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  • Writer's pictureFair Capital

What is an accounts receivable department, and how to develop one

Updated: Sep 1, 2022

The receivables department is crucial for any business but can also be troublesome. When a customer doesn't pay their invoice on time, it creates what's called an overdue receivable. Overdue receivables can negatively impact your business in several ways. First, they tie up your cash that could be used for other purposes. Second, they can damage your relationships with customers if not appropriately managed.

That's why it's so important to have a good Accounts Receivable process in place. This post will give you a beginner's guide to - Accounts Receivable, including what it is, how to develop and maintain a successful AR department, and tips for creating a credit approval process.

What is Accounts Receivable?

Accounts Receivable, also known as "AR," refers to the money your customers owe you for goods or services they've received. When you offer customers credit, you're essentially giving them a loan. And like any loan, the customer is responsible for repaying that debt.

Accounts Receivable is an essential part of cash flow management because it's money that your business is owed.

Credit policy

Credit approval

The first step in Accounts Receivable is credit approval. You'll need to establish a credit check system to check each customer's credit before extending credit. This will help ensure that you're extending credit to customers who will likely pay you back.

Your credit policy should outline how you determine who gets approved for credit and on what terms.

  • How long your customer has been with your business. New customers may be offered shorter terms for payment, while older customers may be provided longer terms.

  • Payment history. Consider being more flexible with customers who have always paid on time if they ask you to extend a payment period.

  • How much credit they're requesting. If a customer asks for terms that are significantly longer than what they've had in the past, that may be a red flag.

  • Credit check. Get a sense of your customer's financial stability by running a credit check. A credit check will give you information about their payment history and any outstanding debts they may have.

Credit and payment terms

Once you've established your credit approval terms, you can set up your payment terms.

Your payment terms should be specific and should include the following:

  • Set your maximum credit limits.

  • Set your invoice and payment period (net 30, 60, etc.).

  • Determine whether you offer early payment discounts.

  • Late payment penalties.

  • Are your clients responsible for collection debt and attorney fees?

  • How much interest will you add to late payments, if any?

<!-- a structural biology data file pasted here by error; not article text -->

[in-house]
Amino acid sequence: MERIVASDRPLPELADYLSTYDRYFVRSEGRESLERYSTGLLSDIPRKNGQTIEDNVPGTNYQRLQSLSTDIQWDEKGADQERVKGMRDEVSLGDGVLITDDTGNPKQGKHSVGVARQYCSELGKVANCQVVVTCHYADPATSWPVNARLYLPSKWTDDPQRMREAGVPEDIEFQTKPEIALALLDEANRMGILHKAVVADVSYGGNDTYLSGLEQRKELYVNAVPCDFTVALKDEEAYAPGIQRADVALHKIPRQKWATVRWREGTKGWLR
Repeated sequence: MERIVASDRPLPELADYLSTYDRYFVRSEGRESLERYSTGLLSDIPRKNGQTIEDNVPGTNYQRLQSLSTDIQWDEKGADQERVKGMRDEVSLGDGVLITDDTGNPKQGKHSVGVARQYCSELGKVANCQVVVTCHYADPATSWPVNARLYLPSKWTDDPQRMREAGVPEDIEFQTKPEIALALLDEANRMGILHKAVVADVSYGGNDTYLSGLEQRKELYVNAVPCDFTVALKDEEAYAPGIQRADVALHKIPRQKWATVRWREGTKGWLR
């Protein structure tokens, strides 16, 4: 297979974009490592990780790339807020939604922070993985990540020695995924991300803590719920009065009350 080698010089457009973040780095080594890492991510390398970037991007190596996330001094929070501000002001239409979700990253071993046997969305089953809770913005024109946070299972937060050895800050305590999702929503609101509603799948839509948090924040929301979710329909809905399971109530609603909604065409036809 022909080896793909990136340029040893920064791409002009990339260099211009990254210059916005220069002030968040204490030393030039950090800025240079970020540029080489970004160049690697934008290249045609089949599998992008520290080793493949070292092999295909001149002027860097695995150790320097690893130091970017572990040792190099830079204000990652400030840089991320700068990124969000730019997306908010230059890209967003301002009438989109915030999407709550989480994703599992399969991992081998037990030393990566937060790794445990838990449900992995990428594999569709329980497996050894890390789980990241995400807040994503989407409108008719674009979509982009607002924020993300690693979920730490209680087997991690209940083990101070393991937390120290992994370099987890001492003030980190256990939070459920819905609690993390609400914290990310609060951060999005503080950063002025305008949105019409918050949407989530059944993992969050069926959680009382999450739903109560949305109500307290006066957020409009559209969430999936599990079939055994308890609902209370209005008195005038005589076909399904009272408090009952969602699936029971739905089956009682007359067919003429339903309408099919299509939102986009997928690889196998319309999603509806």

• Any other conditions specific to your business.

  • Debt collection terms.

After setting up your payment terms, you'll need to send out invoices to customers. Your invoices should be clear and concise and include all of the information your customer will need to make a payment.

Include your payment terms on all invoices, and send them out promptly.

A customer who is late with their payment must be dealt with immediately. First, try contacting the customer directly to discuss the situation. If that doesn't work, you may need to hire a collections agency to help you get your money. More on hiring a professional debt collection agency

Personnel and responsibilities for accounts receivable

Indicate the different roles of the department, who reports to whom, and what each person is responsible for.

Some of the roles you will want to define include:

  • CFO.

  • Credit manager.

  • Credit analyst.

  • Billing clerk.

  • Accounts receivable clerk.

  • Collection manager.

  • Collections director.

Delegate the following tasks to the appropriate personnel

  • Prepare invoices in accordance with company policies.

  • Sends invoices to customers.

  • Prepares, verifies, posts and records customer payments.

  • Updates customer records, including name and address changes, mergers, and mailing addresses.

  • Identifies delinquent accounts by reviewing files.

  • Drafts correspondence for standard past-due accounts collections.

  • Contacts delinquent accountholders for payment.

  • Generates reports about the status of customer accounts as needed.

  • Researches customer discrepancies and past-due amounts.

  • Collaborates with the Collections Manager to reconcile accounts receivable periodically.

  • Assists Accounting Manager in reconciling revenue.

  • Relays changes of information to appropriate employees.

  • Performs other related duties as assigned.

  • Delegates delinquent accounts to the company's debt collection agency.

  • Maintains contact with the collection agency as needed.

Following these tips can help reduce overdue receivables at your business. Collections, non-payment, and other financial problems don't have to be a drag on your company. With a little bit of effort, you can keep things running smoothly. Collections agencies can help take some of the burdens off your shoulders and free up your time to focus on running your business. Contact us today to learn more about how we can help you with collections.

If you are struggling to collect your invoices, it is essential to reach out to a professional debt collection agency and let them collect your invoices.


Disclaimer: Any and all information is not intended to be, nor is it, legal advice. Please consult your attorney for information concerning allowable rates of interest.

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